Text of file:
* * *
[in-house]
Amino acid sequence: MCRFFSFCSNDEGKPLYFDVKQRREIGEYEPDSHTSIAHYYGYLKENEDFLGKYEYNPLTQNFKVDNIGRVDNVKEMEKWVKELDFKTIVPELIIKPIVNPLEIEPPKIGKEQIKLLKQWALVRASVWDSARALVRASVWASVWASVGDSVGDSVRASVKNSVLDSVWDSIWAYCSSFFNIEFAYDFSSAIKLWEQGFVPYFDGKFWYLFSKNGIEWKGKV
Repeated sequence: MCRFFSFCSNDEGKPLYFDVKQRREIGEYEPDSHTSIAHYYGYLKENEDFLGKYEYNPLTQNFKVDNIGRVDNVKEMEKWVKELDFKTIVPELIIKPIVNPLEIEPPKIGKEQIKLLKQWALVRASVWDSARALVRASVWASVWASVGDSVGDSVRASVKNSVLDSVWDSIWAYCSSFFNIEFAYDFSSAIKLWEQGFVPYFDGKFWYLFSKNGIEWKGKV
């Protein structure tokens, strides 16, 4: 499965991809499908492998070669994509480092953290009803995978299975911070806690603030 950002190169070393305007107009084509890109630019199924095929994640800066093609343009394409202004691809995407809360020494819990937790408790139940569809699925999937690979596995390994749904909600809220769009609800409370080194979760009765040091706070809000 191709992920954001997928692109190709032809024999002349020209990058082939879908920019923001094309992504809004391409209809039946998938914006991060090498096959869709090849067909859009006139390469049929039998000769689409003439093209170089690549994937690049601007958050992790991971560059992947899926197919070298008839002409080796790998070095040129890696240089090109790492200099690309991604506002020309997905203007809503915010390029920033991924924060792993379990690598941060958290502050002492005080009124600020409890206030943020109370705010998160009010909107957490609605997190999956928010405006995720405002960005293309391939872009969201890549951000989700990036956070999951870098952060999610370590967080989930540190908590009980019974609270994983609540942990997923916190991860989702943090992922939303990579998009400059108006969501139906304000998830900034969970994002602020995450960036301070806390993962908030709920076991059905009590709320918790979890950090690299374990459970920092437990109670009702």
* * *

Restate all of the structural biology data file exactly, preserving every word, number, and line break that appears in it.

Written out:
[in-house]
Amino acid sequence: MCRFFSFCSNDEGKPLYFDVKQRREIGEYEPDSHTSIAHYYGYLKENEDFLGKYEYNPLTQNFKVDNIGRVDNVKEMEKWVKELDFKTIVPELIIKPIVNPLEIEPPKIGKEQIKLLKQWALVRASVWDSARALVRASVWASVWASVGDSVGDSVRASVKNSVLDSVWDSIWAYCSSFFNIEFAYDFSSAIKLWEQGFVPYFDGKFWYLFSKNGIEWKGKV
Repeated sequence: MCRFFSFCSNDEGKPLYFDVKQRREIGEYEPDSHTSIAHYYGYLKENEDFLGKYEYNPLTQNFKVDNIGRVDNVKEMEKWVKELDFKTIVPELIIKPIVNPLEIEPPKIGKEQIKLLKQWALVRASVWDSARALVRASVWASVWASVGDSVGDSVRASVKNSVLDSVWDSIWAYCSSFFNIEFAYDFSSAIKLWEQGFVPYFDGKFWYLFSKNGIEWKGKV
């Protein structure tokens, strides 16, 4: 499965991809499908492998070669994509480092953290009803995978299975911070806690603030 950002190169070393305007107009084509890109630019199924095929994640800066093609343009394409202004691809995407809360020494819990937790408790139940569809699925999937690979596995390994749904909600809220769009609800409370080194979760009765040091706070809000 191709992920954001997928692109190709032809024999002349020209990058082939879908920019923001094309992504809004391409209809039946998938914006991060090498096959869709090849067909859009006139390469049929039998000769689409003439093209170089690549994937690049601007958050992790991971560059992947899926197919070298008839002409080796790998070095040129890696240089090109790492200099690309991604506002020309997905203007809503915010390029920033991924924060792993379990690598941060958290502050002492005080009124600020409890206030943020109370705010998160009010909107957490609605997190999956928010405006995720405002960005293309391939872009969201890549951000989700990036956070999951870098952060999610370590967080989930540190908590009980019974609270994983609540942990997923916190991860989702943090992922939303990579998009400059108006969501139906304000998830900034969970994002602020995450960036301070806390993962908030709920076991059905009590709320918790979890950090690299374990459970920092437990109670009702």